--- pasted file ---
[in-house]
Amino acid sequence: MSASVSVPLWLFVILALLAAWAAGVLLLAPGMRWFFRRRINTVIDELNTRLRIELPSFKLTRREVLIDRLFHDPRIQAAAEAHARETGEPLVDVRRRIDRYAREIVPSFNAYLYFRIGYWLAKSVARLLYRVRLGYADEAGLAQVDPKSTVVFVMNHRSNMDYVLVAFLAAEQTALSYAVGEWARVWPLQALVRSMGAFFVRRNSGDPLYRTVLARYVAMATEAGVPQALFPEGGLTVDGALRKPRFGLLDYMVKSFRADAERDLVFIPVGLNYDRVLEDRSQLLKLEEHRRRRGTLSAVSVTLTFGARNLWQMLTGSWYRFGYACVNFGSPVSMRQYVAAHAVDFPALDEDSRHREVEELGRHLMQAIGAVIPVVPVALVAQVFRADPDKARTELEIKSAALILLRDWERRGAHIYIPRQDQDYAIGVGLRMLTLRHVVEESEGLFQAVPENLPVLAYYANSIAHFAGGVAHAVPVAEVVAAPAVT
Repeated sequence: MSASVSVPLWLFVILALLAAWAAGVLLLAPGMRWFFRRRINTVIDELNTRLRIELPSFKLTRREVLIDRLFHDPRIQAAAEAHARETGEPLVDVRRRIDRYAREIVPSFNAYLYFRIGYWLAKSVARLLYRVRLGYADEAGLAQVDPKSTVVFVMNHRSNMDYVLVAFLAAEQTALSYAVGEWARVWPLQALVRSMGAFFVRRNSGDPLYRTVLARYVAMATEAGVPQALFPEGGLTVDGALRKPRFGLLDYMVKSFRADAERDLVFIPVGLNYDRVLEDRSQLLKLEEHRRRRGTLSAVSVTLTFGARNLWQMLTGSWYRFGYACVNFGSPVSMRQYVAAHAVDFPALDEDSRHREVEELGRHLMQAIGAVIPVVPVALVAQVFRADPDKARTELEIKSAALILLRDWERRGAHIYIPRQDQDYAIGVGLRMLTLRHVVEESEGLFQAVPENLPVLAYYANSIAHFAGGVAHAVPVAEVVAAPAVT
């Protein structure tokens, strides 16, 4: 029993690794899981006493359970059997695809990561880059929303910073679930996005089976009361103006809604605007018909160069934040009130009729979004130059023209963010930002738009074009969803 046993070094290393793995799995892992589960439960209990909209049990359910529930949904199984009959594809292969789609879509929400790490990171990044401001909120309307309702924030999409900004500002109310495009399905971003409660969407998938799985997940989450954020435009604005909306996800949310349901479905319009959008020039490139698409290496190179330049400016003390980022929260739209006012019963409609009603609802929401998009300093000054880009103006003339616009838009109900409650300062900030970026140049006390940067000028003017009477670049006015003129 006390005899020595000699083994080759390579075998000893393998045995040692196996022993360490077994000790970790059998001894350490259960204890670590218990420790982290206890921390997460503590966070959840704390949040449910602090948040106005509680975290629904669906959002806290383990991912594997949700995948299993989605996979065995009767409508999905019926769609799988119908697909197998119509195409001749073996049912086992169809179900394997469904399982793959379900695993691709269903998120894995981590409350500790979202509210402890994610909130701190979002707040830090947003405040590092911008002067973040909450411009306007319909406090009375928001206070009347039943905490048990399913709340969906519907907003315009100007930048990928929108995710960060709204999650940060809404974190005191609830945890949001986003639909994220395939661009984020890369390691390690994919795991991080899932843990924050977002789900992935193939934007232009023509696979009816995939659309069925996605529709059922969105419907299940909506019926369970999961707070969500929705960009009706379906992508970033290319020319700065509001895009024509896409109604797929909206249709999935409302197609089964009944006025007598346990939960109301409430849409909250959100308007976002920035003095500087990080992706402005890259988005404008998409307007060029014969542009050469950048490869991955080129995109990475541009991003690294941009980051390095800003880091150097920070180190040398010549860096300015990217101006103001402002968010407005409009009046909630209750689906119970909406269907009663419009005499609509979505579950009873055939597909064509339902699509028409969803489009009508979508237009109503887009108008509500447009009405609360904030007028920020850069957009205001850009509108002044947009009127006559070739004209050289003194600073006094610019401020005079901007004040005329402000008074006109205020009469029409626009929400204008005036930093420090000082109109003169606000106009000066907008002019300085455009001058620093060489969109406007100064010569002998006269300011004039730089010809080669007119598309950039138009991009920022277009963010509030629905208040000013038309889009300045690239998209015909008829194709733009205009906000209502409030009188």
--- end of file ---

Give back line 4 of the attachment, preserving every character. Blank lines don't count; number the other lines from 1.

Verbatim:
């Protein structure tokens, strides 16, 4: 029993690794899981006493359970059997695809990561880059929303910073679930996005089976009361103006809604605007018909160069934040009130009729979004130059023209963010930002738009074009969803 046993070094290393793995799995892992589960439960209990909209049990359910529930949904199984009959594809292969789609879509929400790490990171990044401001909120309307309702924030999409900004500002109310495009399905971003409660969407998938799985997940989450954020435009604005909306996800949310349901479905319009959008020039490139698409290496190179330049400016003390980022929260739209006012019963409609009603609802929401998009300093000054880009103006003339616009838009109900409650300062900030970026140049006390940067000028003017009477670049006015003129 006390005899020595000699083994080759390579075998000893393998045995040692196996022993360490077994000790970790059998001894350490259960204890670590218990420790982290206890921390997460503590966070959840704390949040449910602090948040106005509680975290629904669906959002806290383990991912594997949700995948299993989605996979065995009767409508999905019926769609799988119908697909197998119509195409001749073996049912086992169809179900394997469904399982793959379900695993691709269903998120894995981590409350500790979202509210402890994610909130701190979002707040830090947003405040590092911008002067973040909450411009306007319909406090009375928001206070009347039943905490048990399913709340969906519907907003315009100007930048990928929108995710960060709204999650940060809404974190005191609830945890949001986003639909994220395939661009984020890369390691390690994919795991991080899932843990924050977002789900992935193939934007232009023509696979009816995939659309069925996605529709059922969105419907299940909506019926369970999961707070969500929705960009009706379906992508970033290319020319700065509001895009024509896409109604797929909206249709999935409302197609089964009944006025007598346990939960109301409430849409909250959100308007976002920035003095500087990080992706402005890259988005404008998409307007060029014969542009050469950048490869991955080129995109990475541009991003690294941009980051390095800003880091150097920070180190040398010549860096300015990217101006103001402002968010407005409009009046909630209750689906119970909406269907009663419009005499609509979505579950009873055939597909064509339902699509028409969803489009009508979508237009109503887009108008509500447009009405609360904030007028920020850069957009205001850009509108002044947009009127006559070739004209050289003194600073006094610019401020005079901007004040005329402000008074006109205020009469029409626009929400204008005036930093420090000082109109003169606000106009000066907008002019300085455009001058620093060489969109406007100064010569002998006269300011004039730089010809080669007119598309950039138009991009920022277009963010509030629905208040000013038309889009300045690239998209015909008829194709733009205009906000209502409030009188």